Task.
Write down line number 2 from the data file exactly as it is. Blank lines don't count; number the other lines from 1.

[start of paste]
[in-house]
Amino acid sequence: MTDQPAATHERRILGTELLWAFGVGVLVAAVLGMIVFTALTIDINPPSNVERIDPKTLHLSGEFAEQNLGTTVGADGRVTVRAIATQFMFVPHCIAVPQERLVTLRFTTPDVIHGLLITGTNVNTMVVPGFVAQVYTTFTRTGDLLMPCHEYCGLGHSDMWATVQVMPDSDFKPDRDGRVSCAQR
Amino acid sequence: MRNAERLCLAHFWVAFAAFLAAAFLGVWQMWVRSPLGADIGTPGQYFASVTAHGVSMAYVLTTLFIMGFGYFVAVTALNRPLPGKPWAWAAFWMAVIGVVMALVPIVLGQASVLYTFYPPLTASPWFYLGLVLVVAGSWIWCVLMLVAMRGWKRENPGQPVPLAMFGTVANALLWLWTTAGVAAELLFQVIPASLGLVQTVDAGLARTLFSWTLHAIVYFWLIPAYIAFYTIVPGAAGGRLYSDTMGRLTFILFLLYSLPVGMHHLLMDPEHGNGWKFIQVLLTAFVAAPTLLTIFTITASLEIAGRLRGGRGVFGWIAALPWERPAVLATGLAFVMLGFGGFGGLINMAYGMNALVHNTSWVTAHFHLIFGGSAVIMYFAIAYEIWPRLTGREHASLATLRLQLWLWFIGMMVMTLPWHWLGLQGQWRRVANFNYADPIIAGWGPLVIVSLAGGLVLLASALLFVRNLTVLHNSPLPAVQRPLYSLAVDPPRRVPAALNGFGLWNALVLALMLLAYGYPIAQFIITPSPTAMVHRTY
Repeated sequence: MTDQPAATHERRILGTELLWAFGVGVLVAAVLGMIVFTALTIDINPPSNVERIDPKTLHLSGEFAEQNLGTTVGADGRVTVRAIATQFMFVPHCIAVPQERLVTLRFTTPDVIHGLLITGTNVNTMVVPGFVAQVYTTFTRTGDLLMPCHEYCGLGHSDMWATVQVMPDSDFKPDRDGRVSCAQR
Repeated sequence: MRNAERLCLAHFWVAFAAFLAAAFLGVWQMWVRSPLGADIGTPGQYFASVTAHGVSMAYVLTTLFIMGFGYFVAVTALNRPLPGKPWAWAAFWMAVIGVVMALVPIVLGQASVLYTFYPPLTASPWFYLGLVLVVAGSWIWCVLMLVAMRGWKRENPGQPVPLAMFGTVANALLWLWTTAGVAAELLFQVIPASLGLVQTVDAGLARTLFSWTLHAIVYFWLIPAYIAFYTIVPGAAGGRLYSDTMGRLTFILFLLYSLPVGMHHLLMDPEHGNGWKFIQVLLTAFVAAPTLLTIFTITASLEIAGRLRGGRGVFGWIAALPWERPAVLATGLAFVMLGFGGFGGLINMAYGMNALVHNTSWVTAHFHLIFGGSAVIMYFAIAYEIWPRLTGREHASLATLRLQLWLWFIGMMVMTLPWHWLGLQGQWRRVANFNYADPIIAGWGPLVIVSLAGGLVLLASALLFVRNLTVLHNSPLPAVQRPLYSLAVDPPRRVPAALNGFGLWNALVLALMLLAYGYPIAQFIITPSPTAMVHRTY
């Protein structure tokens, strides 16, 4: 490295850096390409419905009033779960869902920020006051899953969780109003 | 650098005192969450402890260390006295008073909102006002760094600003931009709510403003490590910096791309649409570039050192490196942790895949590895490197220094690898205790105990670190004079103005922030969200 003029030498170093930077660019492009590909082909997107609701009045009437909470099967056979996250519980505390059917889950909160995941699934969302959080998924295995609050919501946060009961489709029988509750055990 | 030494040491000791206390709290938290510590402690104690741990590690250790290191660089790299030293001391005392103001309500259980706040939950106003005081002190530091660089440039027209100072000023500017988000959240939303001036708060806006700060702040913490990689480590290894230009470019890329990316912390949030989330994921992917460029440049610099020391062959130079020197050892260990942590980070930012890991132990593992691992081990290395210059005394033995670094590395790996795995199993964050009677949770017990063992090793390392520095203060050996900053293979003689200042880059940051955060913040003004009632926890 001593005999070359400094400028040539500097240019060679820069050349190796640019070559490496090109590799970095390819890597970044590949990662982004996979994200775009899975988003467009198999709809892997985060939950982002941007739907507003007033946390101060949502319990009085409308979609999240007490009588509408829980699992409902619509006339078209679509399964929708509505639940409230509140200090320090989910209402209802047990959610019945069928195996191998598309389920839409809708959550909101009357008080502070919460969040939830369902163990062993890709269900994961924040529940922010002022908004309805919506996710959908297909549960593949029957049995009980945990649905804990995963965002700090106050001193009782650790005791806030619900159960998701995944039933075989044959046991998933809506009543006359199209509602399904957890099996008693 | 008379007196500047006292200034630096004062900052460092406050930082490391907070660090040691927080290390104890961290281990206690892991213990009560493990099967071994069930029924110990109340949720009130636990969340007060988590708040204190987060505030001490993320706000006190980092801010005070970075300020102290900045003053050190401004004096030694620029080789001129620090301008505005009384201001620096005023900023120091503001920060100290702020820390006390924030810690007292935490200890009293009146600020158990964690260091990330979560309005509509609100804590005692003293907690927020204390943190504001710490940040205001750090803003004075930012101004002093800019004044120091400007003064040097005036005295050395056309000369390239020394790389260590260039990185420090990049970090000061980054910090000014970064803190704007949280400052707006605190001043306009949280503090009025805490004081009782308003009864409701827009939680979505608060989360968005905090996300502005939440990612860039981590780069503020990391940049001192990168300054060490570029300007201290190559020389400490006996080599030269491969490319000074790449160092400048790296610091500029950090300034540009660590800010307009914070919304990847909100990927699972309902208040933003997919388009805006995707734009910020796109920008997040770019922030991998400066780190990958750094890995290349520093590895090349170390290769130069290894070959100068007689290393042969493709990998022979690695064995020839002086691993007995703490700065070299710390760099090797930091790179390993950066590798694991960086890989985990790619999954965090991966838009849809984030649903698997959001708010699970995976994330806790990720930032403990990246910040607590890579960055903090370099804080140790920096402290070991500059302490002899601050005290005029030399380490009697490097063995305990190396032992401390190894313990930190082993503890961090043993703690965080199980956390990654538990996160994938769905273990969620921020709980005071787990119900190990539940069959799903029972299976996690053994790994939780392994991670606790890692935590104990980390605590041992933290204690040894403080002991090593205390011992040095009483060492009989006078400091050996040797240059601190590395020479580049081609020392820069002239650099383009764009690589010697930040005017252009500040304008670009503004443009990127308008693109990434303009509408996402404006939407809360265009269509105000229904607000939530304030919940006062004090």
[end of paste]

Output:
Amino acid sequence: MTDQPAATHERRILGTELLWAFGVGVLVAAVLGMIVFTALTIDINPPSNVERIDPKTLHLSGEFAEQNLGTTVGADGRVTVRAIATQFMFVPHCIAVPQERLVTLRFTTPDVIHGLLITGTNVNTMVVPGFVAQVYTTFTRTGDLLMPCHEYCGLGHSDMWATVQVMPDSDFKPDRDGRVSCAQR